It’s a ruff world when it comes to dog shows. However, at this year’s Westminster Dog Show, it was a time for an unlikely win. Last night, it was announced that a beagle by the name of Miss P. took the crown for the pooch pageant.
Putting aside the grooming and strutting, this outcome of the dog show can teach us all a thing or two about employee recognition. Let’s face it: beagles aren’t your typical dog show characters. And it goes to show that it’s not always the prettiest, most outgoing, or most favorited that deserves the spotlight.
Not So Standard
In dog shows, you get poodles, terriers, and setters—the typical dogs that are entered into these competitions are bred for these types of events. And then you get the beagle. These four-legged pals are more homely than they are showy.
When it comes to employees, it’s the same. You have the outspoken, the well groomed, or the do-anything-the-boss-says person. And then you have the quiet one. The more overpowering characteristics are difficult to ignore, but it also shouldn’t mean you should overlook the hard work and effort of any of your employees.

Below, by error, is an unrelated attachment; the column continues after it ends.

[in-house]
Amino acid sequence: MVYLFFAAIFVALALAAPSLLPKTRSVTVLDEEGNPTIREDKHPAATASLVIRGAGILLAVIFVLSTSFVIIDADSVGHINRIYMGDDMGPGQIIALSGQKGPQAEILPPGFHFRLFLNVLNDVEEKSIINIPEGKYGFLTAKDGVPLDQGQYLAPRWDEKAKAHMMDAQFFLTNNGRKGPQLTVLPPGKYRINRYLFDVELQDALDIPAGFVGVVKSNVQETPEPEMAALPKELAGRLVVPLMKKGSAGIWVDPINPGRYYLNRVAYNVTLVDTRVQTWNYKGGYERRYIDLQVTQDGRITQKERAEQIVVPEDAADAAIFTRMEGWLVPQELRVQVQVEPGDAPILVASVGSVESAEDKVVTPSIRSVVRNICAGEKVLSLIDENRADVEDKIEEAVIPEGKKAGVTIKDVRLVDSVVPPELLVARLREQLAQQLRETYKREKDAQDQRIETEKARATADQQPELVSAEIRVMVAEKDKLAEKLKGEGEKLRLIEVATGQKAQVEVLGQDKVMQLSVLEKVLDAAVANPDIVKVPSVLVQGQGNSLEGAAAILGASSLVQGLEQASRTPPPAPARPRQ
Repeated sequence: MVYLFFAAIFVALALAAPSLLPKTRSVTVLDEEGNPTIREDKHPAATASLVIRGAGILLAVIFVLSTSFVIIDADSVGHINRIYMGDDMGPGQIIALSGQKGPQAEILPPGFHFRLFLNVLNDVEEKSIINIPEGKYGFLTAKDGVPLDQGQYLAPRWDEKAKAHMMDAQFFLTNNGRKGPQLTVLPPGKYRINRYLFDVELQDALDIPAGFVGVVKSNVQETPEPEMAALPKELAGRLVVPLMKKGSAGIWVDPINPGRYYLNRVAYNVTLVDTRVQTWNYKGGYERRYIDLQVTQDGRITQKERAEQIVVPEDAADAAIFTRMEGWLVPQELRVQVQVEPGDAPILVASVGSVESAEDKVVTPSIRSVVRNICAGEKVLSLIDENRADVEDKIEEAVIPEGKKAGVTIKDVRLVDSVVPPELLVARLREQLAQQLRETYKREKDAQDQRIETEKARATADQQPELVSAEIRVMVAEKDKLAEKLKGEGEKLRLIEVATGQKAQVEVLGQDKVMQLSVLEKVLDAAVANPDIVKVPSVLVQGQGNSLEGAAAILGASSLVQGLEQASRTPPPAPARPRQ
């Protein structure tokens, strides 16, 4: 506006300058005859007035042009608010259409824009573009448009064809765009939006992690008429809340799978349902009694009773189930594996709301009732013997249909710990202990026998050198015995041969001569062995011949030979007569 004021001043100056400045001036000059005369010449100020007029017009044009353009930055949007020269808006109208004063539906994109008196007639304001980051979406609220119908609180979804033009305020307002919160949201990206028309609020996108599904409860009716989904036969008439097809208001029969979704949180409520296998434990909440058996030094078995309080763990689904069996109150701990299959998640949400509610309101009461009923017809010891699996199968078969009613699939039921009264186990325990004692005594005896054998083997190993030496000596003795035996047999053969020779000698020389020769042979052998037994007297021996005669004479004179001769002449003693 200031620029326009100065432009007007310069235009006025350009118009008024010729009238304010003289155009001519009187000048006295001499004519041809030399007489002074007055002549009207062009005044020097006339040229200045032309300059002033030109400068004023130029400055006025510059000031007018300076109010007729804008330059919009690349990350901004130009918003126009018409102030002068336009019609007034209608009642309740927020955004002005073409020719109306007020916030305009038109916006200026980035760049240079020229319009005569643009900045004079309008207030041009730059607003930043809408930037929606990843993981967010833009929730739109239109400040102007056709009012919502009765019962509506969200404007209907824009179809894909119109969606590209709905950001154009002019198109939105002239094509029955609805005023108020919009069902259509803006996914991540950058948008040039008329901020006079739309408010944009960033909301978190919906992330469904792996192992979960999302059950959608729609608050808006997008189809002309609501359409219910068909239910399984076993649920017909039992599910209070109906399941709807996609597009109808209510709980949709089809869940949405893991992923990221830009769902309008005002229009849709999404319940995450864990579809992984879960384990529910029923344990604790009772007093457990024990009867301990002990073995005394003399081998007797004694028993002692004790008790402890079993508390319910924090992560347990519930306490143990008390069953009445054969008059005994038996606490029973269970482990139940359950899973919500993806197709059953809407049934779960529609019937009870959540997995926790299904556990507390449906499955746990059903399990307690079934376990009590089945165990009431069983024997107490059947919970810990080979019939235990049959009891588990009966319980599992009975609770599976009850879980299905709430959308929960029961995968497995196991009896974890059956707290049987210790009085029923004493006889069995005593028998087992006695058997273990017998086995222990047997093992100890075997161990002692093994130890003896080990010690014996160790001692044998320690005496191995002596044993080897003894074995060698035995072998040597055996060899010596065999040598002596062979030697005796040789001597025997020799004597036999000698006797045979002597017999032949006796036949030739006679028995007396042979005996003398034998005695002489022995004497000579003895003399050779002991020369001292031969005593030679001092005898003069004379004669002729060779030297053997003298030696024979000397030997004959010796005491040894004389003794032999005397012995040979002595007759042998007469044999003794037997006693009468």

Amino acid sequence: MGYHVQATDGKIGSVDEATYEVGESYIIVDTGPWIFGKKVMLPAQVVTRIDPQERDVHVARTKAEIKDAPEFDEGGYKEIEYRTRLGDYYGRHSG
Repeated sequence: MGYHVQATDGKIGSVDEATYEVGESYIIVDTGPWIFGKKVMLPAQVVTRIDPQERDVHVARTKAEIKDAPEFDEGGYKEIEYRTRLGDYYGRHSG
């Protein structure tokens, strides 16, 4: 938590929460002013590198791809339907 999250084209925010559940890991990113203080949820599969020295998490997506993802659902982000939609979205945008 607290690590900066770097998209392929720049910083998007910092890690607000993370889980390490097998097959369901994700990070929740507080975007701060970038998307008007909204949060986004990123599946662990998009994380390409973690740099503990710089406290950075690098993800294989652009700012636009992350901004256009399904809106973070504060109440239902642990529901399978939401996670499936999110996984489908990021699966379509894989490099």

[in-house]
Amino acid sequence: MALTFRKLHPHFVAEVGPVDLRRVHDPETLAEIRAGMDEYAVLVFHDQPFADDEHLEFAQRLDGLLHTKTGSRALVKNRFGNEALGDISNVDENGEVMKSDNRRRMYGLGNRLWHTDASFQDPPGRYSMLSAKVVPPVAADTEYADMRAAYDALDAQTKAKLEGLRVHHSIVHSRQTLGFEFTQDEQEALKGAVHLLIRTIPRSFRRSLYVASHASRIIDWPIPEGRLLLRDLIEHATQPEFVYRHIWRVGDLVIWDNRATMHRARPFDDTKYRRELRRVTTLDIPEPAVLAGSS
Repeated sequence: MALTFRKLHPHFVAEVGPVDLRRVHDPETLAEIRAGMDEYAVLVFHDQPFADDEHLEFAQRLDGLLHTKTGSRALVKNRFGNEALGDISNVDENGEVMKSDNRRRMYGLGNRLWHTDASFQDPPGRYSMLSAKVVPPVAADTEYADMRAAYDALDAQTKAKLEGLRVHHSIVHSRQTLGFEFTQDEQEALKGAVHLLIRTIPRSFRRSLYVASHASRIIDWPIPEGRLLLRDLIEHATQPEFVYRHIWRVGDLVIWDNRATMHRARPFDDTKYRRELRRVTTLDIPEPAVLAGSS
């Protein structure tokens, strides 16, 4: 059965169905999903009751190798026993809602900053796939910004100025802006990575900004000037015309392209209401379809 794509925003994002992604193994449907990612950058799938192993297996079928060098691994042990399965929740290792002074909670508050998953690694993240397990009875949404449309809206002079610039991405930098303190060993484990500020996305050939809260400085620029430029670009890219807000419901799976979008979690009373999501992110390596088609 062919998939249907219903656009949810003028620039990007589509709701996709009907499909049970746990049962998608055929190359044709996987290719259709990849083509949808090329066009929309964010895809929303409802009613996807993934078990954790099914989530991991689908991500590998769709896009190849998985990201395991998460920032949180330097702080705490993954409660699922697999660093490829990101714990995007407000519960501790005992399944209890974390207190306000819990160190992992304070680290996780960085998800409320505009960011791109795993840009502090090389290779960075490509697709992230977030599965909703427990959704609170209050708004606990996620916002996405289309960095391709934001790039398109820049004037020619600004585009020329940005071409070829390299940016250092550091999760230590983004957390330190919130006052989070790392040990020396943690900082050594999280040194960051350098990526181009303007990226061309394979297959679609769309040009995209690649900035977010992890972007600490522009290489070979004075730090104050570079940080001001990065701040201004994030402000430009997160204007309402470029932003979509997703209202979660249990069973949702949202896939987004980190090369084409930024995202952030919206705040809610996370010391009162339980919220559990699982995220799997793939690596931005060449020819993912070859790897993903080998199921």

Performance Is Performance
Every dog had their own story in the competition. Matisse the Portuguese water dog is related to Obama’s pooch. Rocket the shih tzu is owned by Patty Hearst. But when it comes to performance, none of that matters, nor should it ever be taken into consideration.
Focusing solely on a person’s background or experience can easily lead to biases. It could lead to certain employees producing mediocre work without you even taking notice. You might never know when you have a top dog in your office if you only take notice of flashy employees.
It all comes down to results. Dog shows put an emphasis on showmanship, but in the end, it’s performance that counts. The same goes with employees: take notice of the quality of work they’re producing to find your underdog winner.